If Gretzky had never scored a goal, he'd still be the NHL's alltime leading scorer on the strength of his 1,963 assists (the last one came during his finale on Sunday), a staggering 861 more than Coffey, his closest pursuer. Other records that seem secure are his 50 goals in 39 games in 1981-82, his 163 assists in '85-86 and his DiMaggio-like scoring streak of at least one point in 51 consecutive games in '83-84.
John Muckler, who first coached Gretzky in Edmonton—where he was the centerpiece of a young, dynamic team that won four Stanley Cups between 1984 and '88—stood in the bowels of Madison Square Garden a few hours before Sunday's game looking as if he were preparing for a wake. "Gretz seems to be the only one at ease with this," Muckler said of the retirement. "I tried desperately to talk him out of it. He's been an ambassador, a friend and a great player. The greatest of all time. There'll never be another one."
It's the man, not the record breaker, that the NHL will most miss. He is the sport's only transcendent star and, thanks to those years in L.A., its only link to glamour. But his deep love of the game is still farmboy-simple. The gift Gretzky's New York teammates gave him at his final practice last Saturday said nothing of his records or accomplishments. It was a leather sofa in the shape of a baseball mitt, with a brass plaque at the base bearing the message THANK YOU FOR YOUR PASSION.
"His passion to be the best player in the world is what drove him," says Mike Keenan, who coached Gretzky in the 1987 and 1991 Canada Cups and during Gretzky's brief stint with the St. Louis Blues in 1996. "He never had a game where afterward you could say, 'Wayne looked a little flat tonight.' He was like Michael Jordan that way. He was also one of the most respectful players I've ever coached. He got that from his father."
Wayne got a lot from Walter, a retired Bell Canada telephone employee whose admonitions to Wayne when he was a youngster helped guide him throughout his career. It was eerie, almost as if Walter had foreseen exactly what would become of his son and was grooming him for the role. One life-defining lesson, which Wayne recounted for SI on the morning of his final game, came when he was 10, the year he scored 378 goals in 68 games for a youth team in his hometown of Brantford, Ont.
It was April, and the season was over, but Brantford had scheduled an exhibition game against a small-town team outside Toronto as a fund-raiser. Wayne was already famous in hockey-mad Canada—he was nicknamed the Great One in a newspaper article when he was nine—and as usual the arena was packed with adults curious to see this wunderkind. Wayne's mind, for once, was elsewhere. "I loved baseball as much as hockey in those days," he recalled. "My dream was to pitch for the Detroit Tigers. I wanted to play baseball [that day]. Obviously I stunk in the exhibition, because we lost 8-1. Afterward, my father said, 'I don't ever want to see you do that again. All these people came to see you play. You have to be at your top level every night, whether it's a September exhibition or Game 7 of the playoffs.' I always remembered that. I knew I was on display."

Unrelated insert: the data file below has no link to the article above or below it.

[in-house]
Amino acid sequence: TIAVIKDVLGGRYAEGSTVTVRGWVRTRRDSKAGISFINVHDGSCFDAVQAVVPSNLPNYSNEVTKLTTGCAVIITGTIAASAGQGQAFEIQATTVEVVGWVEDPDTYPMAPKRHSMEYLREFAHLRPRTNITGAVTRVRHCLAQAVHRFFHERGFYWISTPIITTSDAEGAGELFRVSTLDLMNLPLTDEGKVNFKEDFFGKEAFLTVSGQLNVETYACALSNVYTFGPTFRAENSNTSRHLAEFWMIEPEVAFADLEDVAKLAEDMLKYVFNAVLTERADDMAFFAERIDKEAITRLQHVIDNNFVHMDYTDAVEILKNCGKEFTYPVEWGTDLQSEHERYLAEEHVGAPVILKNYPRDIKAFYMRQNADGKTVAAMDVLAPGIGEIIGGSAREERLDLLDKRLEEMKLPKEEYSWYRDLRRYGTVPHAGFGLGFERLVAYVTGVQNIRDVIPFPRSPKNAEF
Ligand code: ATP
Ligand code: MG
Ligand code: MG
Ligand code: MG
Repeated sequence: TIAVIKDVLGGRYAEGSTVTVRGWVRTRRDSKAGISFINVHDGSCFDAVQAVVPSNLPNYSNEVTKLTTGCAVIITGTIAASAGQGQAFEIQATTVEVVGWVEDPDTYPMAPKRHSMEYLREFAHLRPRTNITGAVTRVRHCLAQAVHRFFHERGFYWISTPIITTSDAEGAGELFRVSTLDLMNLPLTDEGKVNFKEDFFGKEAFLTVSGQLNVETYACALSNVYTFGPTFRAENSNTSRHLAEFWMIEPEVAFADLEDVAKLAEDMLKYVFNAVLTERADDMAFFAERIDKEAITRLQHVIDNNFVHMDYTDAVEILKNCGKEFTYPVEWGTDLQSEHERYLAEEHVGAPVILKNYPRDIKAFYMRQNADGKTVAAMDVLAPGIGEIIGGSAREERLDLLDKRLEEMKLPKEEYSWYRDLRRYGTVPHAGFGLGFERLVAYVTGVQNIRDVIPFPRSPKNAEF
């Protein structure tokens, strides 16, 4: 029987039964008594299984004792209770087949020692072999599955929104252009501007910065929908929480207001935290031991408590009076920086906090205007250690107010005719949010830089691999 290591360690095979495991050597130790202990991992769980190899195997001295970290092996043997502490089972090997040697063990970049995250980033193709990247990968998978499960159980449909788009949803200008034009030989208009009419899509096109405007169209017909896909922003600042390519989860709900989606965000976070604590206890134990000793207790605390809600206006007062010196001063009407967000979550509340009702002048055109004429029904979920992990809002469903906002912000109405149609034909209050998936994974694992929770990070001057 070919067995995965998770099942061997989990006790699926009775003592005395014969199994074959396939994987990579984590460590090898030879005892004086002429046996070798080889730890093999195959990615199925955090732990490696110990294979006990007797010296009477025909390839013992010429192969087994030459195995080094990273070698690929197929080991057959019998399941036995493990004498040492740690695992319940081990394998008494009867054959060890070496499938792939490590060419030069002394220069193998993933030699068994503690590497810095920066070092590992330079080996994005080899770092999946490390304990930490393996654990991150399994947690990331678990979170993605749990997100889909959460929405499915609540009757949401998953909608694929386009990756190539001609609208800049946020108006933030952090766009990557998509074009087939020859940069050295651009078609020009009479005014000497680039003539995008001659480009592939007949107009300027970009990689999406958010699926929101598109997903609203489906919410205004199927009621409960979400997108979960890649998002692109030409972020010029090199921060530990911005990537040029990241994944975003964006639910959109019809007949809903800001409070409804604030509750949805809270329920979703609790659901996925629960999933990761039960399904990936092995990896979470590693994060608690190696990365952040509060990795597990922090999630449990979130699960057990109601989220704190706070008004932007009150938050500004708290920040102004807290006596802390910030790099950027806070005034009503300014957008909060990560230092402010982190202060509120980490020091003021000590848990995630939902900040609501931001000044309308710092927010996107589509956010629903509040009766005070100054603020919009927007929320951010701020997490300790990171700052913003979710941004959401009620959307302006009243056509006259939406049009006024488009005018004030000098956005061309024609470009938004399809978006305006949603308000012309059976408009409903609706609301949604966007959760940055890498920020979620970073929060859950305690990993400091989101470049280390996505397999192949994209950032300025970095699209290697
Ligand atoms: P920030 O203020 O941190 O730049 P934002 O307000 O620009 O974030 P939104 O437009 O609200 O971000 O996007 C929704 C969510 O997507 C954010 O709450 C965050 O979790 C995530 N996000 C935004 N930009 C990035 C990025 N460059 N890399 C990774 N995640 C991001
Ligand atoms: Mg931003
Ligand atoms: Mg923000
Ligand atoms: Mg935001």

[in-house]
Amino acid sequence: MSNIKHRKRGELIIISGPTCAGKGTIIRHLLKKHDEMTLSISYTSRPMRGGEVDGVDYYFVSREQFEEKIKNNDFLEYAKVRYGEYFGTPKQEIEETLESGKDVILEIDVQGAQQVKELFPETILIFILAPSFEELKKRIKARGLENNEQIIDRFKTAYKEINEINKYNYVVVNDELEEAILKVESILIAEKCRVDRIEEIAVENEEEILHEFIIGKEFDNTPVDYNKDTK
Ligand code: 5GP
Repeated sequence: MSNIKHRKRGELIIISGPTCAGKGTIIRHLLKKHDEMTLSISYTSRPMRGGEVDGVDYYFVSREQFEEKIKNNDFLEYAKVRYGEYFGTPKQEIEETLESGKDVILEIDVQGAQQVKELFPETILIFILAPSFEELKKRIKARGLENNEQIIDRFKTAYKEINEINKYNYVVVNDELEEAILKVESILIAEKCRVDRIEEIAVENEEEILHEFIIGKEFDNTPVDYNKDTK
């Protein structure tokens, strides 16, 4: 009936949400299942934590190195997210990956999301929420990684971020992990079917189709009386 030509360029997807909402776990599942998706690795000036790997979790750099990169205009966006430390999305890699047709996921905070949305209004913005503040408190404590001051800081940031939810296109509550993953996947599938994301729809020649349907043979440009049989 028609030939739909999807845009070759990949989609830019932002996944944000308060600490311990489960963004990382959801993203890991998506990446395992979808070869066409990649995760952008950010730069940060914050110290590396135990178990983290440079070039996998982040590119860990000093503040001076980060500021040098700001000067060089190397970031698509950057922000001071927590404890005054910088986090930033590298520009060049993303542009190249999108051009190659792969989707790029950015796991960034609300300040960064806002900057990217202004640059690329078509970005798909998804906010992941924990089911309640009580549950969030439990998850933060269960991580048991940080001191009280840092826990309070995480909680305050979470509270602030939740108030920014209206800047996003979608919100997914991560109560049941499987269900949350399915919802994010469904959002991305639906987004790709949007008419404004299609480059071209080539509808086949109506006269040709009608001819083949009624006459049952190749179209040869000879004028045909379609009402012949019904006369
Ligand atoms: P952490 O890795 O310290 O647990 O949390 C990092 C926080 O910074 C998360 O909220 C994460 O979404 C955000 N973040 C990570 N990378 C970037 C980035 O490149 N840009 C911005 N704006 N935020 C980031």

That was true off the ice and on. The responsibility that went with Wayne's talent was another thing Walter drilled home. Like his boyhood idol, Gordie Howe, Gretzky was uncommonly willing to sign autographs, unusually accommodating with the media (especially in the new markets into which the NHL was expanding in the South and West) and unfailingly polite. "He was the highest-profile player in the league his entire career, and I don't think he ever made a mistake," says Sinden. "When your best player is like that, it has an effect on everyone in the game. Not just the young guys. Even a person like me. I don't think Wayne Gretzky ever did anything that wasn't for the betterment of the game."
"I think the worst thing he did was refer to the [New Jersey] Devils as a Mickey Mouse organization," says Detroit Red Wings coach Scotty Bowman. "He was the kind of guy who'd get to know the clubhouse people, the stickboys. He treated everyone with respect. With older people, it was always Mister. I'd say, 'It's Scotty.' But it was always Mr. Bowman. Even now. It's just the way he was raised."
People talk about the burden of potential, but for Gretzky it was never a burden. He loved the challenge of having to live up to high expectations. Even as a teenager he had no problem with being compared with the great players of the past. He knew how good he was. When he was 16, the year he used number 99 for the first time because number 9 (which had been worn by both Howe and Bobby Hull) wasn't available, he was asked if it was a Howe 99 or a Hull 99. "That's a Gretzky 99" was his reply. (It is, too. The NHL retired the number on Sunday.)
When he heard someone say he was too small, too young or too slow, he relished proving his detractor wrong. "My peers were calling me the Great One, the next Bobby Orr," he recalled on Sunday. "But when I was 16, 75 percent of the people said I'd never play in the NHL. That pushed me to greater heights. 'That's an opinion I'm going to change,' I'd say to myself. I shocked a lot of people when I came to the NHL."